Toilet paper: Toilet paper is actually doing a lot of harm to the environment, though most of us flush it down and don’t think twice about it. Invest in a bidet attachment (because rinsing first means less of a need to wipe!) or try sustainably-made bamboo TP like the subscription service Who Gives a Crap. Their TP is 100% recycled and made with sustainable alternatives like bamboo tissue.

Floss: You swipe it between your teeth once and then chuck it. So useful for our gum and teeth health, but so, so bad for the environment. Dental Lace is a more sustainable alternative, as it’s a plastic-free floss that comes in a glass jar.

Toothbrush: Go the bamboo toothbrush route as these brushes can be composted at the end of their lives. Just note: Most bamboo brushes still use plastic bristles, so you’ll have to remove the bristles by hand before tossing in the compost.

 Another option is this all-silicone toothbrush, which is great for people who prefer electric toothbrushes. Even the bristles are silicone and while it’s a bit pricey, you will never have to buy another toothbrush again. Remember: Silicone doesn’t hold onto bacteria, mildew, mold, and other yucky things the way other materials do. (We learned that from silicone sponges!)

Tissues:Who Gives a Crap also makes sustainable, recycled tissues, but if you’re into a more reusable alternative, you could always make tissues out of old fabric, new fabric, or even t-shirts.

Razors:Never buy a plastic razor again. Safety razors are made from stainless steel and are basically tanks. They are durable, reusable, sustainable, and the only thing you need to keep buying are the metal cartridges. The Leaf Razor will last you a super long time and allows you to recycle the steel razor blades after you’re through with them.

Body wash/shampoo/conditioner/hand soap: All soap can essentially be swapped out with bar soap. For shampoo and conditioner bars, you can check out big-time stores like Lush or stop by a local health or natural store that makes them. Of course, you can also make them yourself using a few at-home ingredients. If you do choose to make your own bar soap, we recommend avoiding lye, as it can be toxic if swallowed or ingested.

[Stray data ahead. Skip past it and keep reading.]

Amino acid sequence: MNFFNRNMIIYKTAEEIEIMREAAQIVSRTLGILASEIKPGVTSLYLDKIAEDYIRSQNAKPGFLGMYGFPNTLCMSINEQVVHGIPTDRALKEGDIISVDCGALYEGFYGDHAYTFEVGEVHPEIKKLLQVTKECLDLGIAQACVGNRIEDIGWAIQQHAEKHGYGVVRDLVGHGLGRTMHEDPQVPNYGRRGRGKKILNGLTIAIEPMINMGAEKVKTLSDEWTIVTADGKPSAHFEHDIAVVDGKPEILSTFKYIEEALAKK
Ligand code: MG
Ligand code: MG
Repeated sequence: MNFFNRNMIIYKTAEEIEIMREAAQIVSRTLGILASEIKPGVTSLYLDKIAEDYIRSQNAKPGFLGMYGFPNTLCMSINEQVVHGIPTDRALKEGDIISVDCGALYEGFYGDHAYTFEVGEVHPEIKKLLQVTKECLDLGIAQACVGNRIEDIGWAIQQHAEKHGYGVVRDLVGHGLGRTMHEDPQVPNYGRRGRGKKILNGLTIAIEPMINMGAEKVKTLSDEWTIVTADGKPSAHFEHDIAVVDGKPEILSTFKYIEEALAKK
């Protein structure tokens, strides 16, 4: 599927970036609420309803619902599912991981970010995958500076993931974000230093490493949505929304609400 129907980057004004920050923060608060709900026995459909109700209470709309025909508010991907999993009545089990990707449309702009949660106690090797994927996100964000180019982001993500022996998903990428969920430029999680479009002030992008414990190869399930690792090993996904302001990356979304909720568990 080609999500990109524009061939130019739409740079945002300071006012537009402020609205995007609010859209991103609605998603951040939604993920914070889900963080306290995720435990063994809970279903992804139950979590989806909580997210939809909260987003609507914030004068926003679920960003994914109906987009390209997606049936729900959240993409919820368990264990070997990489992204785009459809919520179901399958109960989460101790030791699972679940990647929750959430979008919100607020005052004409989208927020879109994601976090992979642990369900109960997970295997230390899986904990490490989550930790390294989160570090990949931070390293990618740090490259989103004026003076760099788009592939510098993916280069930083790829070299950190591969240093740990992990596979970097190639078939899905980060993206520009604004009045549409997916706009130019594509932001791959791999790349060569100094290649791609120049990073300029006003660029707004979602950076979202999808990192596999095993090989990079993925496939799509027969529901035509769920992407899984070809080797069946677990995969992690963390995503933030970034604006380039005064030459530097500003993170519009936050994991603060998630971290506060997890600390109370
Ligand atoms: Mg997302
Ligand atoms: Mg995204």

Laundry room

Dryer sheets: Swap out single-use dryer sheets (often laden with microplastics) for wool dryer balls. Wool dryer balls can actually make your clothes dry faster, which means less dryer time. The planet and your electric bill will thank you! To make your clothes smell extra nice, add a few drops of your favorite essential oil to the dryer balls before the cycle.

Laundry detergent/softener: A mixture of castile soap and white vinegar is a perfectly sustainable and non-toxic alternative to conventional laundry detergents and softeners. There are plenty of other swaps, too – like you could use soap nuts to do your laundry for instance – but castile soap and vinegar seems to be the easiest. Half a cup of castile soap makes your laundry smell great and an additional ½ cup of white vinegar added to the rinse cycle really cuts through any resounding dirt and grime.

 For an added sustainable punch, wash your clothes in a washing bag like this one from Guppyfriend. Washing bags reduce the amount of microplastics that come off your clothes and into the water. Those microplastics can travel to our nearby waterways and cause damage, so using the bag ensures that it be caught before it gets the chance.

Sustainable living should not be overwhelming. By breaking things down room-by-room, we guarantee you'll complete your sustainable home makeover in no time.